See you tomorrow


If you live in an autism household, you probably have some sort of routine. For everything. Autistic kids are firm believers in routines and lord help anyone who stands in the way of following it.

We have several routines. In the morning, Littlest gets up and has to be carried downstairs. For now I can still lift him because he’s six. But this may become an issue in a few years. He then has juice and cereal and watches the noggin app on his tablet. He’s all smiles until it’s time to get ready for school and then he screams his head off. He usually remains pissed until the bus shows up and then he holds my hand and hops all the way to the door. I give him a kiss and I tell him to have a good day. Then I tell him I love him, to which he replies:

“See you tomorrow”

Yeah. See you tomorrow. That is always his response to I love you. To say that this breaks my heart, is an understatement. He has said I love you before, but never consistently. And I know that he does love me. The way he smiles when he sees me and the big bear hugs he gives me tell me that he loves me, even though he can’t physically tell say it.

This all goes back to routines. At bed time, he jumps in his bed and waits for the blanket to be fluffed out on top of him. He gets extreme joy out of this. He then gets tickled for a few minutes, given a million hugs and kisses and then we say:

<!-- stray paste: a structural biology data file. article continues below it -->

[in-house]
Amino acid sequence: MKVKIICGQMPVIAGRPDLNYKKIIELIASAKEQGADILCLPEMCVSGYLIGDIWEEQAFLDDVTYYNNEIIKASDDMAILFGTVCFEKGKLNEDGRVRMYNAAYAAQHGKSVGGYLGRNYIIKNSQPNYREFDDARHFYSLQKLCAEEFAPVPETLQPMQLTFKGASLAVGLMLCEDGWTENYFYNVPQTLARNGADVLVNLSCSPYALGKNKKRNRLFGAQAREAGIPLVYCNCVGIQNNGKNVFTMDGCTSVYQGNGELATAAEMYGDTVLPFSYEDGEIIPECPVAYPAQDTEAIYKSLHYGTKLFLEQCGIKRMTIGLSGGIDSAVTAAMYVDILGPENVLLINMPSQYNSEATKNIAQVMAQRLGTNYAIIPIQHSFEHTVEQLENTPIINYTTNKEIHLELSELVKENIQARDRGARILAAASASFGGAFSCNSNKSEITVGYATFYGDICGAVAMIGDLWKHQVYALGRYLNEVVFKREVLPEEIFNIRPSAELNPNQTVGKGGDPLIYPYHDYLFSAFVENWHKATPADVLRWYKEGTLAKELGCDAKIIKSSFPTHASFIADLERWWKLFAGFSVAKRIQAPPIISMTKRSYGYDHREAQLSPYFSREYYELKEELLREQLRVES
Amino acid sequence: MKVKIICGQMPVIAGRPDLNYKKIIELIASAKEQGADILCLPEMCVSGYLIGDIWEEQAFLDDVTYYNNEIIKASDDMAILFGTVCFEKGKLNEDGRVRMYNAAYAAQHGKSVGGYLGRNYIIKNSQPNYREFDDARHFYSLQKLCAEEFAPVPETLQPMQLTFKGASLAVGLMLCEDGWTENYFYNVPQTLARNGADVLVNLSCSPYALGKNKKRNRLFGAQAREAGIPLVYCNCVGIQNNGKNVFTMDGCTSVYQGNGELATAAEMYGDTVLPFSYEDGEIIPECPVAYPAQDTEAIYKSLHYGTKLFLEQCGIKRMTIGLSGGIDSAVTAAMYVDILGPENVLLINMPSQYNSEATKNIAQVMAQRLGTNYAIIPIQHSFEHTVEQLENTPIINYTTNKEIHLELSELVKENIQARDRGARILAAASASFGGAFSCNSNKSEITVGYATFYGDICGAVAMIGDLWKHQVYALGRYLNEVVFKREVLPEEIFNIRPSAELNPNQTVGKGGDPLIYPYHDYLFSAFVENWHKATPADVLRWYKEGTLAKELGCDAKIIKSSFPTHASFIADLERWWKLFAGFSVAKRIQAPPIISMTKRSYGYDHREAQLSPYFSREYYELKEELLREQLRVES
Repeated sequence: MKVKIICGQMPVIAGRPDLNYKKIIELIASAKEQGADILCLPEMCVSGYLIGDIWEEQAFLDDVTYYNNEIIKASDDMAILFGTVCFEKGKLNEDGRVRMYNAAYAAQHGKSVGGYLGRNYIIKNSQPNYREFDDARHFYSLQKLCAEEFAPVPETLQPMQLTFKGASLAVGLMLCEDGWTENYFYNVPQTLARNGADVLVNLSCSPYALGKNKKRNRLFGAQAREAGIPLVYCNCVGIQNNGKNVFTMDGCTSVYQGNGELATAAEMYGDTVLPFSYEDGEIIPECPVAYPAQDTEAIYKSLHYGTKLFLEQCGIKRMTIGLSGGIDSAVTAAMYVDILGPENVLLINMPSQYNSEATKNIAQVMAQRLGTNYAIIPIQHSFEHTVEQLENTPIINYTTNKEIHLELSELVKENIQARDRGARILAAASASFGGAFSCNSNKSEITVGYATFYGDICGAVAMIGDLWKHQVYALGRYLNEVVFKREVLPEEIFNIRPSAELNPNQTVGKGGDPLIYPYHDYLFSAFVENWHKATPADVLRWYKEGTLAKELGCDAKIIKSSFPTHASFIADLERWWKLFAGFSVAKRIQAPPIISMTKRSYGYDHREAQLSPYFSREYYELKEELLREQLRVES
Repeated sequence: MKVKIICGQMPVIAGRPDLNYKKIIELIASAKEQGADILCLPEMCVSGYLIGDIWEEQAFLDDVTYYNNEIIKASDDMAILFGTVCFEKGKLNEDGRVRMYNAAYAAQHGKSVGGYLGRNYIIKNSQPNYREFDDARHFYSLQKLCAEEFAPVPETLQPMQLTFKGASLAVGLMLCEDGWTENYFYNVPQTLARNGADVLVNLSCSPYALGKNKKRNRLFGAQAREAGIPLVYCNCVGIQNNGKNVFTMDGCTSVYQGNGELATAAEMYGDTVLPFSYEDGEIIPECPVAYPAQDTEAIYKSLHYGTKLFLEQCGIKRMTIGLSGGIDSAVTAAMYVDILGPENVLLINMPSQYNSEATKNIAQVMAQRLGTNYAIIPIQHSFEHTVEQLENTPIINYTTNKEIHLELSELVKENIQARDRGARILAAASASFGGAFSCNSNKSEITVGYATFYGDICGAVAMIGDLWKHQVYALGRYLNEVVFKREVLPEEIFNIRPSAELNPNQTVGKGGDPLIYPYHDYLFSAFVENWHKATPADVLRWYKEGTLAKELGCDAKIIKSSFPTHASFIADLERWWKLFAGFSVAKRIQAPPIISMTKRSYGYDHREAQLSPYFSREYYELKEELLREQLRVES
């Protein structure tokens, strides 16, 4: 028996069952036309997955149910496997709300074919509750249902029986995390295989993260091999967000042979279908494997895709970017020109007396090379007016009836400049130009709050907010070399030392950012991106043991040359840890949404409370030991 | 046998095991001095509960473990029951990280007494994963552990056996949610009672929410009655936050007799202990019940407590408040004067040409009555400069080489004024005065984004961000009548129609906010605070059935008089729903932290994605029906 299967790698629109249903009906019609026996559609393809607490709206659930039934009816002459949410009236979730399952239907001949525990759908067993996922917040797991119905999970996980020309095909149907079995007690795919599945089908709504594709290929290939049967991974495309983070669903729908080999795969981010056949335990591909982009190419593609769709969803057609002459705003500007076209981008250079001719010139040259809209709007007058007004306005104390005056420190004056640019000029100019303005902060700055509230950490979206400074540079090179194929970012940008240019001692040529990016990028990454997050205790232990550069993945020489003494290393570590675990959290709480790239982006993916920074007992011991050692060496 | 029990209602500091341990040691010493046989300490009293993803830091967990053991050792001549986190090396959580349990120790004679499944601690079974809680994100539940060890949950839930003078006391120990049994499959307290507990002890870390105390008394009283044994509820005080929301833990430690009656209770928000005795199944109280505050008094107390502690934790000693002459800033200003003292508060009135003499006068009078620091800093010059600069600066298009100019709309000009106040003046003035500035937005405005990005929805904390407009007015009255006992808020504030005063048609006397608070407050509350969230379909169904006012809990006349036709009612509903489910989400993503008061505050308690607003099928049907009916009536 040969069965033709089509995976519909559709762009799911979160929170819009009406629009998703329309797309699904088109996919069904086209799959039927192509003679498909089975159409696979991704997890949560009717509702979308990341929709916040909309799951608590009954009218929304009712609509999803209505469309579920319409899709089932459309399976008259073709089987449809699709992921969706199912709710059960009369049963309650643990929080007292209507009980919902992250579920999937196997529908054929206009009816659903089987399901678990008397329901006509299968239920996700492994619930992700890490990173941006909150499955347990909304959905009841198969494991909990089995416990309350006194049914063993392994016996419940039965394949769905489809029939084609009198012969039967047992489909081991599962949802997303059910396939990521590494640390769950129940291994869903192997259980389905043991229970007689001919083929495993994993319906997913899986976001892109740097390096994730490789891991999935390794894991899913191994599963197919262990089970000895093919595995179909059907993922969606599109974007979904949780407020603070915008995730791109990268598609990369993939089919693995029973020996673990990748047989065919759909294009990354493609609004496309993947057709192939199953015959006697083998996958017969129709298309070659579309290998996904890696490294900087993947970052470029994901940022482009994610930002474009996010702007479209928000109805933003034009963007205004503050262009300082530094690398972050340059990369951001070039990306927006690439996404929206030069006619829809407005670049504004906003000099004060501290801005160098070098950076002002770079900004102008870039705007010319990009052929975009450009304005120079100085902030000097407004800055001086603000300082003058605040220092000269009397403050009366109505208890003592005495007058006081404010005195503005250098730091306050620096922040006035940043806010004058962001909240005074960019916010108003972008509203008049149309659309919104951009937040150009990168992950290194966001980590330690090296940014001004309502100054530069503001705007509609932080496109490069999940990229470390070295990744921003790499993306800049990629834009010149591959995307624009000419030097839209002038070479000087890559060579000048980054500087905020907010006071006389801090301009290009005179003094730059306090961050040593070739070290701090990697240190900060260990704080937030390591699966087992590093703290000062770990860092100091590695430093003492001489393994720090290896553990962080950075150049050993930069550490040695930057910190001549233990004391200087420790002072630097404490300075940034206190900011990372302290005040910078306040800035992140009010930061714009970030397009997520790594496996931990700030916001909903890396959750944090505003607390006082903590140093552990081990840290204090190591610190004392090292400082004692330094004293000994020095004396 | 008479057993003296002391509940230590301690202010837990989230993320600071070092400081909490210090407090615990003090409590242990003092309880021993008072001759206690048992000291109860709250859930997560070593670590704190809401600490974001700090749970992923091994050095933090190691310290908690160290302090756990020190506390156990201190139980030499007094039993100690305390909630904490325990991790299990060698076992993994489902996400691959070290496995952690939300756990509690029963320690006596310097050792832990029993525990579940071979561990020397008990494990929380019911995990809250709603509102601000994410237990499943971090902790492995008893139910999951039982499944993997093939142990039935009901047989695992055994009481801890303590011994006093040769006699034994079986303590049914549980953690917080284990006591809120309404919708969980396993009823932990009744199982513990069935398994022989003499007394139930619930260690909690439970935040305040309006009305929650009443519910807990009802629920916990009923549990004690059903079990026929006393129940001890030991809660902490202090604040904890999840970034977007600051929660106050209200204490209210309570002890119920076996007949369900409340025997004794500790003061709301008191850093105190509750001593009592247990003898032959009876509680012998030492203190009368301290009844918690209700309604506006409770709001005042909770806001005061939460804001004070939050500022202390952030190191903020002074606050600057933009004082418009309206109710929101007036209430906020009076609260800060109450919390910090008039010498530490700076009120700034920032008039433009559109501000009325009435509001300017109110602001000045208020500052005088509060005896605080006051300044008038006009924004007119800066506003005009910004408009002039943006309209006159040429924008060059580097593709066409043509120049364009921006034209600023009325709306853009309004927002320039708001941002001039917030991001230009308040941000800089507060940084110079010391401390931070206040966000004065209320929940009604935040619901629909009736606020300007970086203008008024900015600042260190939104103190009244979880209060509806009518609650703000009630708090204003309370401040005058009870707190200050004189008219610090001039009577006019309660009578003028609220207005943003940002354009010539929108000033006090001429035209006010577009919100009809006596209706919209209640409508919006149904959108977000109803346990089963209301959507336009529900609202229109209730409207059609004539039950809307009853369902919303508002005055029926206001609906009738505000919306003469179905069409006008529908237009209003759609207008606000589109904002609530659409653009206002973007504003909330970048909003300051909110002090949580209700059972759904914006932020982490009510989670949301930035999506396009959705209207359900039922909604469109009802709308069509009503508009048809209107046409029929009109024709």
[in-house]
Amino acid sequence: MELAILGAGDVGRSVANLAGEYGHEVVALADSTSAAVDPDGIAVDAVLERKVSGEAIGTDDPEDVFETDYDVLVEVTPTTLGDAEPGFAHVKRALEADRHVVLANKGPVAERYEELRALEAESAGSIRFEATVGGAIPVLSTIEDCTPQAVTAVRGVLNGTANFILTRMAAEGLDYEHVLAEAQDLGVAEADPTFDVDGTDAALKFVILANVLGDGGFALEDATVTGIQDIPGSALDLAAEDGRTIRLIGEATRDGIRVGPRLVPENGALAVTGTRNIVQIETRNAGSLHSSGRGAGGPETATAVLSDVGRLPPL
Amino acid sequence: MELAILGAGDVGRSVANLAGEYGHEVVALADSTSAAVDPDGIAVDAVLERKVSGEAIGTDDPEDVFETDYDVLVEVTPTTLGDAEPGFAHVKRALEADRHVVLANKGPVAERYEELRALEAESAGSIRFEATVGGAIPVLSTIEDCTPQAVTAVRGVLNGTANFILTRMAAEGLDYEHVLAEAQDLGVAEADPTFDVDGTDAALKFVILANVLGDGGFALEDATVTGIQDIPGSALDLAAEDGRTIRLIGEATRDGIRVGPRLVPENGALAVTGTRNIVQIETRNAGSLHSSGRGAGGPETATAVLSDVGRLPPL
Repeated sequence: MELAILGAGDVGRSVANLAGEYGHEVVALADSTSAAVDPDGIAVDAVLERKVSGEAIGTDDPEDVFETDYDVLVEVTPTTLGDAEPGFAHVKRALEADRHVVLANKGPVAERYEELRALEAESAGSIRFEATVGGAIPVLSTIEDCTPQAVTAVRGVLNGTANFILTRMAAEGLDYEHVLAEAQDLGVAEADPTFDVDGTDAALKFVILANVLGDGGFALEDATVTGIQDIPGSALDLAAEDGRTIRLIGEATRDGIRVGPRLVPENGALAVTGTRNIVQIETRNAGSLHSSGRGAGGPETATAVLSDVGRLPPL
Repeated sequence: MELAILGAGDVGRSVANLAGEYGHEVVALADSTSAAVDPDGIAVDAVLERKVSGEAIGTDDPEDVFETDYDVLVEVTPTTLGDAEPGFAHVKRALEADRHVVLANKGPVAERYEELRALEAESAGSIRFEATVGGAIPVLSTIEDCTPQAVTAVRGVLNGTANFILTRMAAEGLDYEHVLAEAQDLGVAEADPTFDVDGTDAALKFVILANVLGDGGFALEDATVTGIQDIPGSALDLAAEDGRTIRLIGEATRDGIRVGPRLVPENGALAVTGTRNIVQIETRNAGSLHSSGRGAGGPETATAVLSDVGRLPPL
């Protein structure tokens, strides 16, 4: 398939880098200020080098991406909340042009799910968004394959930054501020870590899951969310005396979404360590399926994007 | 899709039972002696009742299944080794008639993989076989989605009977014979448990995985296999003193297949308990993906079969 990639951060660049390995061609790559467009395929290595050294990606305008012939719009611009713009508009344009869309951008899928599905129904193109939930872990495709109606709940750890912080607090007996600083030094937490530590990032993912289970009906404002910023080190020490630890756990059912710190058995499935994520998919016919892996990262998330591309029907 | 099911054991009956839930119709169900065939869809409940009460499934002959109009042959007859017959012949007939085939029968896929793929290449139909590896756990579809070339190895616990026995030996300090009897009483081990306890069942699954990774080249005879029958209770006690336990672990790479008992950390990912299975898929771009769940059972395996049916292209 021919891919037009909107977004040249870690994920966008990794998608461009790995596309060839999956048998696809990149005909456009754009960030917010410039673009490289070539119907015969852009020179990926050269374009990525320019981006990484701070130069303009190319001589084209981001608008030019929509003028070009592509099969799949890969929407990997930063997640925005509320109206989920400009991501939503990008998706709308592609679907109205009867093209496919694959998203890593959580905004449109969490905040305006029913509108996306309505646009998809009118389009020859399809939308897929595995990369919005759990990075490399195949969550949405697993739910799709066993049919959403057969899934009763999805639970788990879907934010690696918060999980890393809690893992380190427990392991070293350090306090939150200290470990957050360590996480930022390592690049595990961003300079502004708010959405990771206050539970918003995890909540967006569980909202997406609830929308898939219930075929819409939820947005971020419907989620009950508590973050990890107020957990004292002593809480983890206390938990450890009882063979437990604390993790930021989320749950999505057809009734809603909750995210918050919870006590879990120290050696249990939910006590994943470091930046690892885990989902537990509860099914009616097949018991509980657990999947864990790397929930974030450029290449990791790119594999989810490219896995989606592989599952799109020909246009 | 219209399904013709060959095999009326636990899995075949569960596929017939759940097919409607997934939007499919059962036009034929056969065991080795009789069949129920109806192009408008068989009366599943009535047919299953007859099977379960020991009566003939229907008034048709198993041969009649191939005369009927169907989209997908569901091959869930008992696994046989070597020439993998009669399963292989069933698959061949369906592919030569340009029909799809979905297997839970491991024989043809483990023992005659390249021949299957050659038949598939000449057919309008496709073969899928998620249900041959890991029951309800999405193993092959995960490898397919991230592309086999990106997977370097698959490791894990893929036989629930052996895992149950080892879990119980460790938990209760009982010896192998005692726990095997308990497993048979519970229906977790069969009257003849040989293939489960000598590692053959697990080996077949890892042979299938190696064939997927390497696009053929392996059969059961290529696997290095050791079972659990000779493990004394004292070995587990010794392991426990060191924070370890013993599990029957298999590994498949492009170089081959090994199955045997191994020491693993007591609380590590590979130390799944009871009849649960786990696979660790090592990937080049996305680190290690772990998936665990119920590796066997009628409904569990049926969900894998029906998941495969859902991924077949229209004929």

“Goodnight. I love you. See you tomorrow.”

He used to repeat each phrase after us. But now, he only responds with see you tomorrow. We try to get him to say I love you, but after a few prompts he gets frustrated and we don’t want to do that to him. So we let it go. But it still stings. We love him so much and we get immense joy out of every word he utters. It’s taken so long for his little voice to come out that we get super excited when he says anything. He could probably call me a bitch and my heart would swell with pride.

Having a nonverbal child is such a sad and frustrating experience. Watching my son struggle to communicate breaks my heart. And enduring his meltdowns because of said frustration is in turn, frustrating. I wish so much that he could just tell me what he wants. How he feels. What he thinks. I know he doesn’t do it intentionally and I can sometimes see how hard it is for him and as his mom, it just crushes me. I so desperately wish that I could wave a magic wand and give him a voice.

But the reality is, that I can’t. All I can do is encourage and support him. And do whatever I can to fight and advocate for him. Be his voice. And hope. I do a lot of hoping. I hope that someday my sweet boy will find his words and I will finally be able to enter his world.


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